MISSOULA — The Riverfront Trails subdivision proposed for Lower Miller Creek won City Council approval on Monday night, along with annexation, paving the way for 176 lots on the south side of the city for additional housing.
But approval didn't come without a six-hour debate over a roundabout and other project elements including who can live in a senior residential facility, building heights, setbacks and an attempt by some to set policy on the fly.
The developers behind Riverfront Trails were forced to make a number of concessions to appease council opponents. Among them stood a mandate that the developer fund a seven-figure roundabout on behalf of the entire Lower Miller Creek area, unless “a development agreement for cost share is executed, subject City Council approval.”
At the same time, the city said it was trying to get away from development agreements. Council also was facing a statutory deadline to approve or deny the Riverfront Trails project – a timeline the developer agreed to waive.
The requirement to place the cost of road improvements squarely on Riverfront Trails was introduced by council member Stacie Anderson, who lives in the impacted area and fought at length against aspects of the development.
Anderson said the roundabout wouldn't be needed “if not” for the Riverfront Trails subdivision. But city staff disagreed, saying the roundabout was inevitable and the cost should be applied proportionally across the entire Lower Miller Creek neighborhood, as it has been in the past and in other areas of the city.
Under current practice, Riverfront Trails should be required to fund roughly 35% of the roundabout, staff calculated. Any additional costs placed by the city upon Riverfront Trails may set precedent for future development across Missoula, and it may be illegal, according to city staff.
“This (roundabout) will serve a lot of other development happening in that Lower Miller Creek area,” said Public Works Director Jeremy Keene. “There's already 300 other units developed further out on Lower Miller Creek Road and there's 400 units to go. The need for the roundabout is really about planning for the entire neighborhood, not just one development.”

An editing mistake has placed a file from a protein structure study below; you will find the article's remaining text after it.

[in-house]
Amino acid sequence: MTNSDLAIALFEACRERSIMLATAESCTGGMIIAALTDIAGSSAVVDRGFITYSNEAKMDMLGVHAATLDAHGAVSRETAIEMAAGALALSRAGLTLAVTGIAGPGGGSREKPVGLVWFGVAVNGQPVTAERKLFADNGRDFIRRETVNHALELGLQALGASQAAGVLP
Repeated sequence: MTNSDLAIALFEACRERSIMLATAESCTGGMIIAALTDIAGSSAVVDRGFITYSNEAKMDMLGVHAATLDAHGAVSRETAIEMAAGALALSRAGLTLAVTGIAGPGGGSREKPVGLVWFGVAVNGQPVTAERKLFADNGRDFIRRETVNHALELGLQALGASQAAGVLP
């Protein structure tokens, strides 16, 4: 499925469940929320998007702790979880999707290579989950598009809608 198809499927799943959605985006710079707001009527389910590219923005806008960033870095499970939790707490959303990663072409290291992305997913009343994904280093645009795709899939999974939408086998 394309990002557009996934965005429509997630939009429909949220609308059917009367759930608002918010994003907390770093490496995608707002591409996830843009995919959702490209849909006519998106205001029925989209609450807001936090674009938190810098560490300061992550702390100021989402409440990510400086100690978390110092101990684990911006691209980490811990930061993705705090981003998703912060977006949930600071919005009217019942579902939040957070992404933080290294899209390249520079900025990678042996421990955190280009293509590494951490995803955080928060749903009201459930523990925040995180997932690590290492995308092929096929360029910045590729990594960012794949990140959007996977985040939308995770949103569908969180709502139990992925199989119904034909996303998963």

Still, other members of council set aside “reasonable benefit” and attempted to place the cost of the roundabout squarely upon the developer and future residents of Riverfront Trails.
“Any time we can put transportation costs on market-rate development like this, I support it,” said council member Daniel Carlino. “It would be best for the developer to pay for the entire cost of the roundabout.”
Who should pay?
The city has long implemented fees to pay for transportation improvements needed to fund growing areas of the city. That has come in the form of impact fees and special improvement districts.
Such an approach is used to spread the cost among residents of the immediate area who benefit from the work, without strapping residents in other areas of the city with the costs.
But Anderson said residents of Miller Creek should not be required to fund the cost of infrastructure prompted by Riverfront Trails.
“This to me is the tipping point,” Anderson argued. “This particular development really changes the entire traffic pattern for this area. This particular roundabout and its placement disproportionately creates the entrance point to this (new) subdivision.”
The Montana Legislature is set to convene next month and could recommend methods to streamline housing development, including cutting barriers and legal red tape created by individual municipalities.
After several hours – and shortly after a recess – Anderson amended her proposal and sought to place 100% of the cost of the roundabout upon the developer unless a development agreement was reached to share the costs down the road.
“I'm just trying to protect the neighborhood,” Anderson said toward the end of the meeting.